A new report prepared by the U.S. Department of Agriculture Economic Research Service suggests that farms in Brazil are growing rapidly due to changes in policies that have fostered participation in research and modernization.
Authors of the report postulate that some policies favoring larger producers are widening the production gap between big and small producers. However, that that gap has been narrowed through other policies, including credit and infrastructure investments.
The report says that these changes have also led to investments in science and technology and adoption of those new techniques. The study found that Brazil's ratio of total output to total inputs—or Total Factor Productivity—has increased by 2.55% annually between 1985 and 2006.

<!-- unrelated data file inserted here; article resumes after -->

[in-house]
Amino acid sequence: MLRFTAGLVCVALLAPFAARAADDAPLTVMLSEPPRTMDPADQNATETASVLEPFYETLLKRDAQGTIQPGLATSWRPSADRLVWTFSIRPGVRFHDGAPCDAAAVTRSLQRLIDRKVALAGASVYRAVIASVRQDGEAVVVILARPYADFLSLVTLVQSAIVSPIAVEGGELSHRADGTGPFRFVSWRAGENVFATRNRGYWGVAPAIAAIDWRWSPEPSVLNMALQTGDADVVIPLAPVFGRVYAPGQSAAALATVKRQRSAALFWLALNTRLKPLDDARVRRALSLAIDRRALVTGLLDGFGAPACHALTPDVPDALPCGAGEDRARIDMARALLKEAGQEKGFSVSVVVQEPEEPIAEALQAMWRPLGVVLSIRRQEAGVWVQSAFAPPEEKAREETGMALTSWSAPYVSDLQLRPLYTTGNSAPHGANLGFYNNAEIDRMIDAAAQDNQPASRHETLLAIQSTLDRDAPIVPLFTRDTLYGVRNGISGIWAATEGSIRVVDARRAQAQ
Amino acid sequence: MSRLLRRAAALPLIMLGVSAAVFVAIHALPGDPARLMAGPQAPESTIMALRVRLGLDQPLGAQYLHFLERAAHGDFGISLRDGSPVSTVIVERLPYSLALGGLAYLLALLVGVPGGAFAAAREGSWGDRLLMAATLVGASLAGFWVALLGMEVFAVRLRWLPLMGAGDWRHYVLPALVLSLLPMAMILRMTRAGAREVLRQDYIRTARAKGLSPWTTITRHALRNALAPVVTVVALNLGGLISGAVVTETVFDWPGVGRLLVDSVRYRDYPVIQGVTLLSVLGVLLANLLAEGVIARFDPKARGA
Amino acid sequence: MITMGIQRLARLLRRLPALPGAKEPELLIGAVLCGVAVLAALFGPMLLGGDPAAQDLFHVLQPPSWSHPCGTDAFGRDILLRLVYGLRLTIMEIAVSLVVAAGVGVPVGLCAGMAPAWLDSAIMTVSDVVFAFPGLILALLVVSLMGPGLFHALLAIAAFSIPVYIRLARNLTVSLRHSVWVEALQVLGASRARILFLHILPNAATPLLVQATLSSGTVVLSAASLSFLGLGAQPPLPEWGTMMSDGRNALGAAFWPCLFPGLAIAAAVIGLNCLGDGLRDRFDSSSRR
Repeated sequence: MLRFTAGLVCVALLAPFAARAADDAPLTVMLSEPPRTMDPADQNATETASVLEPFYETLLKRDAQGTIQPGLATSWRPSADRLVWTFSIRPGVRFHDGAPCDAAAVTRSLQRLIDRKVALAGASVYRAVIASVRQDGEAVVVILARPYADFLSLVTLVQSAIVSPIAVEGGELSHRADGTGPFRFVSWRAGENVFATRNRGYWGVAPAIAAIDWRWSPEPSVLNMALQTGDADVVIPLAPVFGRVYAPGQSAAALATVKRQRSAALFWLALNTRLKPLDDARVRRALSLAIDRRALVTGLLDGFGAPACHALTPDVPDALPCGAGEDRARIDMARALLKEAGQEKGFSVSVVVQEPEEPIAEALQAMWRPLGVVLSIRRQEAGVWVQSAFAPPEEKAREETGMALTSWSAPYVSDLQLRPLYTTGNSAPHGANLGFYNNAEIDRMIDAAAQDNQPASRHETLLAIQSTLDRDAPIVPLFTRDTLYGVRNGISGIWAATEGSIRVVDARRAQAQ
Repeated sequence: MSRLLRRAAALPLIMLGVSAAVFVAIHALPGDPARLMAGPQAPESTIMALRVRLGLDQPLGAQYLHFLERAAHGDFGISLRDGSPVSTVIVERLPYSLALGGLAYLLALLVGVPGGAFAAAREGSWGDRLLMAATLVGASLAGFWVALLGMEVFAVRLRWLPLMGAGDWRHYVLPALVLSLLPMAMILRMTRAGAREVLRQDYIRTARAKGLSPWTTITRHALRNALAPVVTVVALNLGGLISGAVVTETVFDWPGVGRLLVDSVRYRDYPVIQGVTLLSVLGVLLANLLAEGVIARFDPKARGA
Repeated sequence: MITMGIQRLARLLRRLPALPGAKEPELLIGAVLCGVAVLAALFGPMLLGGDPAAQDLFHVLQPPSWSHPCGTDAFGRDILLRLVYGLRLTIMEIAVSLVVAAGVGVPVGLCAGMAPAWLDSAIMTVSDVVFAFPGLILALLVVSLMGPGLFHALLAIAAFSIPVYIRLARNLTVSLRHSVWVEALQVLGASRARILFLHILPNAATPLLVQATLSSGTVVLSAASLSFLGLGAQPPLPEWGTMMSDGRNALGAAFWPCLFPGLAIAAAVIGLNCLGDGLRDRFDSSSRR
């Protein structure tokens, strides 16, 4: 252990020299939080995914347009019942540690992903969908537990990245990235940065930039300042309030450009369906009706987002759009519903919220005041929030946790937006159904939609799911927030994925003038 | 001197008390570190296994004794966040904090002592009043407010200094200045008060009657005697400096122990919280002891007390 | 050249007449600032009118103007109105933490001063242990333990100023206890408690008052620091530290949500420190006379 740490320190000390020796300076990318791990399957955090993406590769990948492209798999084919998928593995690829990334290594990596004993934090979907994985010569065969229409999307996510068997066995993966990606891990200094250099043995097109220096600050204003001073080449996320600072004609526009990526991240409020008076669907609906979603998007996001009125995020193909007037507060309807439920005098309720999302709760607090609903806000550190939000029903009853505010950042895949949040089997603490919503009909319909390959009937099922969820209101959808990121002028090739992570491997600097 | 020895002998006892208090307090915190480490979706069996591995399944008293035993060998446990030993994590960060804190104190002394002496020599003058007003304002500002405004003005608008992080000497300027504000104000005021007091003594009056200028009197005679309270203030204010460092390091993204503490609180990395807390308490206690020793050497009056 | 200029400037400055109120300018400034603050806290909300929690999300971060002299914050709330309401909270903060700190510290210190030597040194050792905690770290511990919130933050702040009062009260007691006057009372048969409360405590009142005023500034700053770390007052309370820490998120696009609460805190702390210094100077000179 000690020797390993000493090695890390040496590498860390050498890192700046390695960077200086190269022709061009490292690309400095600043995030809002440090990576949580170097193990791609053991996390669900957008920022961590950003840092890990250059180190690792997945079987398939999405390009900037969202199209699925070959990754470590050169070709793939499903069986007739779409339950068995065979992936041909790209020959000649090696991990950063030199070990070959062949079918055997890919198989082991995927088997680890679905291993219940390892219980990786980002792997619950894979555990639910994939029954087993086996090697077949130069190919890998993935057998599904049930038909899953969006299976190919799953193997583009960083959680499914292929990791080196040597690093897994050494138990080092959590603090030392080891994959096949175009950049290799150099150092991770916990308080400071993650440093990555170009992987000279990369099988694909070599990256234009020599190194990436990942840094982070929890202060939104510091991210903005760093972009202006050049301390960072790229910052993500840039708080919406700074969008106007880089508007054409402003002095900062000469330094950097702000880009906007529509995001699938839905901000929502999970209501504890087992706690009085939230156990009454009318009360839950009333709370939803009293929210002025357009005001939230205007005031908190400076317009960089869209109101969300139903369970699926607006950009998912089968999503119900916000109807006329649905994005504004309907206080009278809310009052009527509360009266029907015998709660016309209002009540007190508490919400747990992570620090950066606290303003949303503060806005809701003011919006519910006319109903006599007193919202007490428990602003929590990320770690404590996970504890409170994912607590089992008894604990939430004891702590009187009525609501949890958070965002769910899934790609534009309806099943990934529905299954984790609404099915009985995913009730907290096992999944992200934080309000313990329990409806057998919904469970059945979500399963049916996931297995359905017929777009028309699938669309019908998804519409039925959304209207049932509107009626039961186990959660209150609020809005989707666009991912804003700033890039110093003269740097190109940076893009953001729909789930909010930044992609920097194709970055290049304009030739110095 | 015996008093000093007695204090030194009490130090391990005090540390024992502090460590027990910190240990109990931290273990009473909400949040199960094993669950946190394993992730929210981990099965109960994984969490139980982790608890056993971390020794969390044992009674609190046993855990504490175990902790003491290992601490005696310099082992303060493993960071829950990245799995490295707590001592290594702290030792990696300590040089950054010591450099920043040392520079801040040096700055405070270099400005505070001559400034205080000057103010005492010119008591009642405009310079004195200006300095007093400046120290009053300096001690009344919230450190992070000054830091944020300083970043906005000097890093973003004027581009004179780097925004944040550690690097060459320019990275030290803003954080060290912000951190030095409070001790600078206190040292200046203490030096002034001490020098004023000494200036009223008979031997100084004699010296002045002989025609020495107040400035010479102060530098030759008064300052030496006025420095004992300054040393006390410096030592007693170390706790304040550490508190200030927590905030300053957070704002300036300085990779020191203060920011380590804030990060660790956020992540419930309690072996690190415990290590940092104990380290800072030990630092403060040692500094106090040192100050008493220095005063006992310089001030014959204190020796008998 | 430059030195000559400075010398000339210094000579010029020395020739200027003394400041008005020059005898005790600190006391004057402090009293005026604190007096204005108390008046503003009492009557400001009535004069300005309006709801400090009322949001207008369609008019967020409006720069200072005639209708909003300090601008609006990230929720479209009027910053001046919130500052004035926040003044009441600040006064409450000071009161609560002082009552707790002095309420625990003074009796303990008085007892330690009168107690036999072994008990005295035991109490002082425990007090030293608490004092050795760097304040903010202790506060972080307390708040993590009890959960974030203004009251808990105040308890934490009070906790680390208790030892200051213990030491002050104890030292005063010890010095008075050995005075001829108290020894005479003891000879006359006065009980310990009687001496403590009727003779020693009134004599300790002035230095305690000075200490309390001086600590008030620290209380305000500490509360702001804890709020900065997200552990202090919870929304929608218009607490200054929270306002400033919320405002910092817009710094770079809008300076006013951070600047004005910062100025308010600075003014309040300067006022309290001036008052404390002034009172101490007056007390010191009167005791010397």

The report also concludes that this growth allowed the most efficient farms to produce 138% more in 2006 than in 1985, all while maintaining the earlier input levels.
Though the TFP of average farmers increased more slowly, those farms were still able to produce 62% more in 2006 than in 1985.
The also study points to Embrapa, the agricultural research agency linked to the Ministry of Agriculture and Food Supply in Brazil, as a key factor in boosting TFP on a national level.
Read the full study here.